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How hunger shaped both colonialism and Native resistance in Early America “In this bold and original study, Cevasco punctures the myth of colonial America as a land of plenty. This is a book about the past with lessons for our time of food insecurity.”—Peter C. Mancall, author of The Trials of Thomas Morton Carla Cevasco reveals the disgusting, violent history of hunger in the context of the colonial invasion of early northeastern North America. Locked in constant violence throughout the seventeenth and eighteenth centuries, Native Americans and English and French colonists faced the pain of hunger, the fear of encounters with taboo foods, and the struggle for resources. Their mealtime encounters with rotten meat, foraged plants, and even human flesh would transform the meanings of hunger across cultures. By foregrounding hunger and its effects in the early American world, Cevasco emphasizes the fragility of the colonial project, and the strategies of resilience that Native peoples used to endure both scarcity and the colonial invasion. In doing so, the book proposes an interdisciplinary framework for studying scarcity, expanding the field of food studies beyond simply the study of plenty.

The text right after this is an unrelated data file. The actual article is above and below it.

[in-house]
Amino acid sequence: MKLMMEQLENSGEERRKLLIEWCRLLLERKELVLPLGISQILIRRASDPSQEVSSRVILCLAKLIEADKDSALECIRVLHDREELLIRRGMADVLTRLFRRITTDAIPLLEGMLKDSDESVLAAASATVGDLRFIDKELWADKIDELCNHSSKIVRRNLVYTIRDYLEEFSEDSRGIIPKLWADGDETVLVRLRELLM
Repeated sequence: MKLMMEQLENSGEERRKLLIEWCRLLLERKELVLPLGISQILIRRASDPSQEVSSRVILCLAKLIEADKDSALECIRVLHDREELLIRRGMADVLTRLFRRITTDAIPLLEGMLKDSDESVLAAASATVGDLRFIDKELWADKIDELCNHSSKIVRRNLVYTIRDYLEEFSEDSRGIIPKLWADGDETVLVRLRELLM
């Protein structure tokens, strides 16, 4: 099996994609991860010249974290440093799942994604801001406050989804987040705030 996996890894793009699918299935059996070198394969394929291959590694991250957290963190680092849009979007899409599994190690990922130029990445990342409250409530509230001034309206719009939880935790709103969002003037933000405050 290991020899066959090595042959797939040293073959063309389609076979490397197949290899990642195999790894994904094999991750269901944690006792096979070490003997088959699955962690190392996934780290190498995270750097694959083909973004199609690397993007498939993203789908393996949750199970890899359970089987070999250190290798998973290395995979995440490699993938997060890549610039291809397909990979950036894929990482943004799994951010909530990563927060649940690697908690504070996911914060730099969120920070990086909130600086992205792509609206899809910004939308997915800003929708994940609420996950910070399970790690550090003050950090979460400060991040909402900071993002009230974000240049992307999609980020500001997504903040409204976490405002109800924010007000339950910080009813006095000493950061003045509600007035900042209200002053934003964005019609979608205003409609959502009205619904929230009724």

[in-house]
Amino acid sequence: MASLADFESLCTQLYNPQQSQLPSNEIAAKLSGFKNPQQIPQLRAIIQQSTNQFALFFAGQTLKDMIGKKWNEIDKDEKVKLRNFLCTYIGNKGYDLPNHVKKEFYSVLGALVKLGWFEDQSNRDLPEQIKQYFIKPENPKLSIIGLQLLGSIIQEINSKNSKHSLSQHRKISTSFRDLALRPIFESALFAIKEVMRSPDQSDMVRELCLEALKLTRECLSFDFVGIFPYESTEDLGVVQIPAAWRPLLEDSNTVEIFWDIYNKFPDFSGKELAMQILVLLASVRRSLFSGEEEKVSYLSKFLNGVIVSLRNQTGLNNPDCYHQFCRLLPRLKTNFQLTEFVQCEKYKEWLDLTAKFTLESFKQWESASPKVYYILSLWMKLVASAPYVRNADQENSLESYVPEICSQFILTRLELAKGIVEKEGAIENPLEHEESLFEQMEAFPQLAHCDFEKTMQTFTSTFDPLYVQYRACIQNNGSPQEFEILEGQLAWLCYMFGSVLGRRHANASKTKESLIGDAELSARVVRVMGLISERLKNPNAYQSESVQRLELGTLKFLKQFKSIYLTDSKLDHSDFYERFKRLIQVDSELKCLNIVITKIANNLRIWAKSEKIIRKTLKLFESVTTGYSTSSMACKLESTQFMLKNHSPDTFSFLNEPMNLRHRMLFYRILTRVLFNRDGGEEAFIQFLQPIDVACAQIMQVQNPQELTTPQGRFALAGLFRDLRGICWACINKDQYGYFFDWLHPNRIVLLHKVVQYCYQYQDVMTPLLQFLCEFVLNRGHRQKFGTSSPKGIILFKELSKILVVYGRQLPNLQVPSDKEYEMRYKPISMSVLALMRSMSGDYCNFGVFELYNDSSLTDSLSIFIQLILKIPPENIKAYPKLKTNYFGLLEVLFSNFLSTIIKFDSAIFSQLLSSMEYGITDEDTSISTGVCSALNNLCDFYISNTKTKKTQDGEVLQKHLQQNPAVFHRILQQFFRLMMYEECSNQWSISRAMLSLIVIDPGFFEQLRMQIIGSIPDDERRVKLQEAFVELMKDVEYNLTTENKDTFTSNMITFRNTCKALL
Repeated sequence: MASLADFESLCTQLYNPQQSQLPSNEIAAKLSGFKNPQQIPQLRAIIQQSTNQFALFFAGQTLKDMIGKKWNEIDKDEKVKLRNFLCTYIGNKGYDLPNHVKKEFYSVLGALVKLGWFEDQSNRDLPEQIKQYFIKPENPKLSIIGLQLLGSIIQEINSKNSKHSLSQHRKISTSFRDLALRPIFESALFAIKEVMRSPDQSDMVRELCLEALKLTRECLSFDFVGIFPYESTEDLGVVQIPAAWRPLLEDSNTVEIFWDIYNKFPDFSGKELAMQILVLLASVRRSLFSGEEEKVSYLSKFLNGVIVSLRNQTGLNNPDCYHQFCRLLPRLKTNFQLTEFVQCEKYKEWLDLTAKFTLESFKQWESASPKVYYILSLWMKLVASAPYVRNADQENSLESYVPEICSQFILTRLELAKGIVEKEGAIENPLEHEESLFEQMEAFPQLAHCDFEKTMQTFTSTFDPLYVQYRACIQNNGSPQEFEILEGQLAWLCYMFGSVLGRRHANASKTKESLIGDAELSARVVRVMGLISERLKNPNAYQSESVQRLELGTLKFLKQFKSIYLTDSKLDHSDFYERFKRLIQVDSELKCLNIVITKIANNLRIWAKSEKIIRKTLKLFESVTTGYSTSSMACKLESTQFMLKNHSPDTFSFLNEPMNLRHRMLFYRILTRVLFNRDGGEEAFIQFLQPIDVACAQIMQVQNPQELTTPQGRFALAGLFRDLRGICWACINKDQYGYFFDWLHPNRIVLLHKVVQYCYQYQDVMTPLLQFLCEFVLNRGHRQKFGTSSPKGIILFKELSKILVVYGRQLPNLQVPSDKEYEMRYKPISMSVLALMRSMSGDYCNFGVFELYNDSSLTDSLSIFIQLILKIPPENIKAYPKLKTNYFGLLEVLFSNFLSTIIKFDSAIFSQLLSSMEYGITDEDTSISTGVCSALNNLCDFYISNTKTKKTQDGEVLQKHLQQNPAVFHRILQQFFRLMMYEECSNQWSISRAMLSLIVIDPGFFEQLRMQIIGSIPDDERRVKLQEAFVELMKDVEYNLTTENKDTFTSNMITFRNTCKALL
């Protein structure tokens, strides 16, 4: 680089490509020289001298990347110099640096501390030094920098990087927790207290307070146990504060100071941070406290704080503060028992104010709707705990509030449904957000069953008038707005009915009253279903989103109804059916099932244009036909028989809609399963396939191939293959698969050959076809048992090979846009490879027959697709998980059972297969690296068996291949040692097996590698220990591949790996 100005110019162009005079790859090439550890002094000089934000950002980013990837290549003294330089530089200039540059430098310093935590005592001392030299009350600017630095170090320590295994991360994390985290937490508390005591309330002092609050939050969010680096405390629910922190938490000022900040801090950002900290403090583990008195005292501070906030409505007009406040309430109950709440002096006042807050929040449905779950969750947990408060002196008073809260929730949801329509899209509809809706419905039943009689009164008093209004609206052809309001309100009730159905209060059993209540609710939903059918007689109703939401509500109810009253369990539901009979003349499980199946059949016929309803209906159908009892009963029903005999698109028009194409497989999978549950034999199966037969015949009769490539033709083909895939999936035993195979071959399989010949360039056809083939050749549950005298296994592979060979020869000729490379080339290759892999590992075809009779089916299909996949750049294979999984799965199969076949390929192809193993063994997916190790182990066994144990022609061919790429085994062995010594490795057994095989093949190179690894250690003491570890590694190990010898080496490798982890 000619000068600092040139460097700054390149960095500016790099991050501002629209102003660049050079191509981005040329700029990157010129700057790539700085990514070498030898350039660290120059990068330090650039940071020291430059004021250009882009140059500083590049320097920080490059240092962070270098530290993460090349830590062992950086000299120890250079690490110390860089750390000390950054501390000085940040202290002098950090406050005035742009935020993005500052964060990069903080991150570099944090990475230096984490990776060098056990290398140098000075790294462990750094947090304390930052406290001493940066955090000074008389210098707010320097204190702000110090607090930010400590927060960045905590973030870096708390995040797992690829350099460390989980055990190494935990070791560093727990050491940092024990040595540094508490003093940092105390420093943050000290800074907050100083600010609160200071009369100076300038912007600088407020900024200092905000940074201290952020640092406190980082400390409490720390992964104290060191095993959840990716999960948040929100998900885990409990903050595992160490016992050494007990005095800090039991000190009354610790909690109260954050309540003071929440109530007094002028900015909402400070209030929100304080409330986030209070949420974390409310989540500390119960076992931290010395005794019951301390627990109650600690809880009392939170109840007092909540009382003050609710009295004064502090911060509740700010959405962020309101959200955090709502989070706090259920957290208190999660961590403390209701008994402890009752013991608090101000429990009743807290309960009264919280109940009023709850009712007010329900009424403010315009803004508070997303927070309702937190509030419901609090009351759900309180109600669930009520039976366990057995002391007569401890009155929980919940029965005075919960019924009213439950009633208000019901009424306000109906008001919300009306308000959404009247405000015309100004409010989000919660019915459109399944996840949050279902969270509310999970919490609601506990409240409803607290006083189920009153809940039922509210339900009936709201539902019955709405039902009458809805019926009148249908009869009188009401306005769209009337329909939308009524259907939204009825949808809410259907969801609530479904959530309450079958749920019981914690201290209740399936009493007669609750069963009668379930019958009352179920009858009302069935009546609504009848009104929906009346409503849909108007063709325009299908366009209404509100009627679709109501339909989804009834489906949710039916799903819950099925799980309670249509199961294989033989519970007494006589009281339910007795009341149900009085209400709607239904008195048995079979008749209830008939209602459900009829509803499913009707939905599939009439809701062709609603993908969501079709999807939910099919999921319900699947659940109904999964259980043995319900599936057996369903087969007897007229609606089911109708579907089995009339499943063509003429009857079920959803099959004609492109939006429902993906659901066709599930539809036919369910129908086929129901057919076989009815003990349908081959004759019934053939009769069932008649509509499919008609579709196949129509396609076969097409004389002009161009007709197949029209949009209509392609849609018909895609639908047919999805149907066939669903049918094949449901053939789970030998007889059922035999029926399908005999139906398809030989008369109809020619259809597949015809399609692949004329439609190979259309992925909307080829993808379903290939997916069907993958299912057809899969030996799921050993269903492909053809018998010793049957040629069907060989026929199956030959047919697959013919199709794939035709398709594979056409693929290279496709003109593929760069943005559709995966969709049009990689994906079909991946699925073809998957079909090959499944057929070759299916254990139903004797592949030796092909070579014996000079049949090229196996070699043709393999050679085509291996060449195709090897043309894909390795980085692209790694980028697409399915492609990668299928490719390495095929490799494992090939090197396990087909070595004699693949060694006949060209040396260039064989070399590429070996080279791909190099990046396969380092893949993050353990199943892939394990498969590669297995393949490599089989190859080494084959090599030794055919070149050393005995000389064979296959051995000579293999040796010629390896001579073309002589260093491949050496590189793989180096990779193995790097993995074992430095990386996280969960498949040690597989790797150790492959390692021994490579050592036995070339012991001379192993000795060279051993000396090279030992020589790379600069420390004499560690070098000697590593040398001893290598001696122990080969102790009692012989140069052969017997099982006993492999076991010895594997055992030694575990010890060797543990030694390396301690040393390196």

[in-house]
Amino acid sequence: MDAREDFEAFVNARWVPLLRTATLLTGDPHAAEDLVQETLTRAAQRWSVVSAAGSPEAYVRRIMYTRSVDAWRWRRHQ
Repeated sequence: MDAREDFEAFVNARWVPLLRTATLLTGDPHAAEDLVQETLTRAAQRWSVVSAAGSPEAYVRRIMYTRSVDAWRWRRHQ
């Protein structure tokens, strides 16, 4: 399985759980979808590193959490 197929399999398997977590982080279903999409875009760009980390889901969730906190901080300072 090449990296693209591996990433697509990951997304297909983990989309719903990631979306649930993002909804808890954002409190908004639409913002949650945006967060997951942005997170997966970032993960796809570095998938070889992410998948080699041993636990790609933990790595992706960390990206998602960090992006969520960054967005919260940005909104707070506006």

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|Publisher:||Yale University Press|
|Product dimensions:||6.12(w) x 9.25(h) x (d)|
About the Author
Carla Cevasco is assistant professor of American Studies at Rutgers University–New Brunswick. She lives in Somerset, NJ.